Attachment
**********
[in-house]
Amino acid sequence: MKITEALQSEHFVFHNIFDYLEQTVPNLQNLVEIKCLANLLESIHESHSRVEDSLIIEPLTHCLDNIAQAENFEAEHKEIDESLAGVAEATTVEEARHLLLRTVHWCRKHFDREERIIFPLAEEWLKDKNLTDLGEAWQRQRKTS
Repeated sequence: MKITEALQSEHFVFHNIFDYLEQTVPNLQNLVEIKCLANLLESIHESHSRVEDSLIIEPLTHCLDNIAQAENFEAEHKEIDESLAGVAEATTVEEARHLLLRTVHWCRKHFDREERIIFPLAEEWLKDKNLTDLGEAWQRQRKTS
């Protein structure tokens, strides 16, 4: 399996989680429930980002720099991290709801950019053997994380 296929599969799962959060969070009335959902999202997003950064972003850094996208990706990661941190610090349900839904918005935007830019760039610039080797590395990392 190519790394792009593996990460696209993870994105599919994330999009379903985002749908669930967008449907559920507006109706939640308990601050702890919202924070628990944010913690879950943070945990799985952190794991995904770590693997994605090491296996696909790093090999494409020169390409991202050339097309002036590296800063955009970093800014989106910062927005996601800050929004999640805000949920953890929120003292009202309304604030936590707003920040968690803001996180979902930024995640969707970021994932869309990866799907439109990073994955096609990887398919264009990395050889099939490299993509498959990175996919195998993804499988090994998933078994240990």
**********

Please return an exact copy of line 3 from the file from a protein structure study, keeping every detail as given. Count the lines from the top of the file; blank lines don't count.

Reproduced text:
Repeated sequence: MKITEALQSEHFVFHNIFDYLEQTVPNLQNLVEIKCLANLLESIHESHSRVEDSLIIEPLTHCLDNIAQAENFEAEHKEIDESLAGVAEATTVEEARHLLLRTVHWCRKHFDREERIIFPLAEEWLKDKNLTDLGEAWQRQRKTS